At least 4 dead, hundreds hurt after earthquake hits Japan
Magnitude 6.1 quake strikes near Osaka, killing a young girl at school as well as 3 seniors
An earthquake knocked over walls and set off scattered fires around metropolitan Osaka in western Japan on Monday, killing at least four people and injuring more than 300.
The latest victim of the 6.1 magnitude quake was an 81-year-old woman who died after a wardrobe fell on her at home.
A nine-year-old girl died when a concrete wall outside her school fell on the street as she walked by, and two men in their 80s died after being hit by falling objects.
The Fire and Disaster Management Agency said 307 people were treated at hospitals. Most of the injured were in Osaka — Japan's No. 2 city bustling with businesses. Osaka officials did not give details, but the injuries reported in Kyoto and three other neighbouring prefectures were all minor.
The earthquake struck shortly after 8 a.m. north of Osaka at a depth of about 13 kilometres, the Japan Meteorological Agency said. The strongest shaking was north of Osaka, but the quake rattled large parts of western Japan, including Kyoto, the agency said.
Dozens of domestic flights in and out of Osaka were grounded, while train and subway service in the Osaka area, including the bullet train, were suspended to check for damage. Passengers exited trains on the tracks between stations.
By evening, bullet trains and some local trains had resumed operation, and stations were swollen with commuters trying to get home, many of them waiting in long lines. An exodus of commuters who chose to walk home filled sidewalks and bridges.
The quake knocked over walls, broke windows and set off scattered building fires. It toppled bookcases in homes and scattered goods on shop floors. It also cracked roads and broke water pipes, leaving homes without water.
Safety checks ordered at schools
A falling concrete wall knocked down and killed Rina Miyake as she walked at her elementary school in Takatsuki. NHK public television aired video showing the collapsed upper half of the high wall, which was painted cheerfully with trees, flowers and blue sky, and surrounded the school swimming pool.
Takatsuki Mayor Takeshi Hamada apologized over her death because of the wall's collapse. The structure was old and made of concrete blocks — a known risk in earthquakes. Chief Cabinet Secretary Yoshihide Suga ordered the Education Ministry to conduct nationwide safety checks of concrete block structures at public schools.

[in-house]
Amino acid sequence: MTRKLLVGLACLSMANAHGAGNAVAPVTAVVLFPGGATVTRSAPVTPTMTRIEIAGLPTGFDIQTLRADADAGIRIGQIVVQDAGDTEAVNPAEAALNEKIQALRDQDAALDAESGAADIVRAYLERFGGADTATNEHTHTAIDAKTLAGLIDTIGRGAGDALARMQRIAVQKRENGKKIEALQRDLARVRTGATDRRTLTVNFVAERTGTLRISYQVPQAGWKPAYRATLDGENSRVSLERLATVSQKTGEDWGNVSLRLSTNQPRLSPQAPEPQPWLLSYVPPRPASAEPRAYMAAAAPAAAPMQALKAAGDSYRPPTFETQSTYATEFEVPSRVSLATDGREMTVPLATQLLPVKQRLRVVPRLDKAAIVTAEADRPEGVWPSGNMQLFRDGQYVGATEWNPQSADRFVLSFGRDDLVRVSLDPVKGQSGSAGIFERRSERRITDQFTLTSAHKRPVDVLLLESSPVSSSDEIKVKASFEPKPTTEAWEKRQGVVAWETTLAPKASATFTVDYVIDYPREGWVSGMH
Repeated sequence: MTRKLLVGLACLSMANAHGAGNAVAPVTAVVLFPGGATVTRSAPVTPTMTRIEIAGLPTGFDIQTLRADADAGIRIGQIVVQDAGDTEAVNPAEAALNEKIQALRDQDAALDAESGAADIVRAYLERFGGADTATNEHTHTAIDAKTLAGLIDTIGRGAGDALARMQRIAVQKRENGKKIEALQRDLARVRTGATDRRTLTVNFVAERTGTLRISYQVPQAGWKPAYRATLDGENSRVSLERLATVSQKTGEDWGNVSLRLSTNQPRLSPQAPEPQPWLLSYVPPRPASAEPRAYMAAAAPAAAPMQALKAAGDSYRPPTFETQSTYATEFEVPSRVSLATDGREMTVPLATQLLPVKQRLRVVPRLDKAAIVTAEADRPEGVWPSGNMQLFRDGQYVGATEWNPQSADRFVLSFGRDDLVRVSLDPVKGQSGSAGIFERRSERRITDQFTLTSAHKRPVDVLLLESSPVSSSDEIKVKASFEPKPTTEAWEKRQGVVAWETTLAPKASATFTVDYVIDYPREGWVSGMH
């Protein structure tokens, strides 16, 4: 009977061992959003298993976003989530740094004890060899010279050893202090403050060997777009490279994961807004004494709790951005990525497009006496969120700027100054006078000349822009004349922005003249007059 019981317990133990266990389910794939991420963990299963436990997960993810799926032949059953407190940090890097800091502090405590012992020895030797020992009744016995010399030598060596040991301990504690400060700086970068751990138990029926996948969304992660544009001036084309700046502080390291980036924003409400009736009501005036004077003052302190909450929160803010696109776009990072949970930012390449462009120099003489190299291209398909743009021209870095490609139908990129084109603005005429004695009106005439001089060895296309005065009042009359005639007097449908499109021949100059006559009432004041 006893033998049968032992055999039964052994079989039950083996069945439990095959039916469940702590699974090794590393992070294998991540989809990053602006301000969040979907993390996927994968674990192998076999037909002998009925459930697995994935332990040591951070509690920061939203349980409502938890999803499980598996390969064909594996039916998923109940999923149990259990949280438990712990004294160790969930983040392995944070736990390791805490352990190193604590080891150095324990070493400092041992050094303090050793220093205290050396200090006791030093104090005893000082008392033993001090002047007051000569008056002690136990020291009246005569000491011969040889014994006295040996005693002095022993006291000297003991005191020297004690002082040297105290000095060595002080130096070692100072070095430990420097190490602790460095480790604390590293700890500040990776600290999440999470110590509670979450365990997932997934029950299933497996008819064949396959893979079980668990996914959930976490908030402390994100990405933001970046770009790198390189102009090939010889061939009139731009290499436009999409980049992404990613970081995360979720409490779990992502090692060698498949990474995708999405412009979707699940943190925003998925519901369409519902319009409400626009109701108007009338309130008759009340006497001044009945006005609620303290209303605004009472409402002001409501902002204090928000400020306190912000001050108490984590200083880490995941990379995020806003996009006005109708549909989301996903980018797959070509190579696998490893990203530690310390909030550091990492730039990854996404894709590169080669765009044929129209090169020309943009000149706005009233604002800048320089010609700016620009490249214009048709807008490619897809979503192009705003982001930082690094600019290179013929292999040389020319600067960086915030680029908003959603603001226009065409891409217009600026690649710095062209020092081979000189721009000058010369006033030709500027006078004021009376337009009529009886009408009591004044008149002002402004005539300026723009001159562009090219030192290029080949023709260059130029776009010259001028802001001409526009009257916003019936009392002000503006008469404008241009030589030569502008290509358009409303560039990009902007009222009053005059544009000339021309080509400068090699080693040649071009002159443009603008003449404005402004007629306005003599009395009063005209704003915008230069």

More than 1,000 schools were closed in Osaka and nearby prefectures, Kyodo News reported. Wall cracks and other minor damage were found at several schools.
A man in his 80s died in the collapse of a concrete wall in Osaka city. An 84-year-old man in nearby Ibaraki died after a bookcase fell on top of him at home, according to city officials.
Many homes and buildings, including a major hospital, were temporarily without power, though electricity was restored at most places by midafternoon.
Due to damage to underground gas lines, 110,000 homes in Takatsuki and Ibaraki cities were without gas, and repairs are expected to take as long as two weeks, according to Osaka Gas Co.
More building damage was found in the afternoon as disaster and relief workers inspected and cleaned up the affected areas. Roofs and roof tiles at homes and at least one temple fell to the ground in Osaka. At a shrine in Kyoto, stone lanterns broke and collapsed to the ground.
Defence troops joined rescue and relief operations in parts of Osaka, along with special vehicles to deliver clean drinking water.
About 850 people took shelter at community centres, school gymnasiums and other public facilities in Osaka.
NTV showed shopkeepers at a vegetable store in Ibaraki city bursting out of the door at the initial temblor. At a liquor store, dozens of bottles of wine and other alcohol were scattered on the floor, many of them broken and their contents leaking out.
The earthquake reminded many of the magnitude 7.3 Hanshin-Kobe quake in 1995 that killed more than 6,000 people in the region. Monday's quake also followed a series of smaller quakes near Tokyo in recent weeks.
"It was not as bad as the Kobe quake," said Jun Kawanami, a 30-year-old lawyer in Osaka.
Kawanami said his wife ducked under a table and elevators in his office building were out of operation.
"I used the stairs but I was out of breath by the time I arrived at my office on the 22nd floor," he said.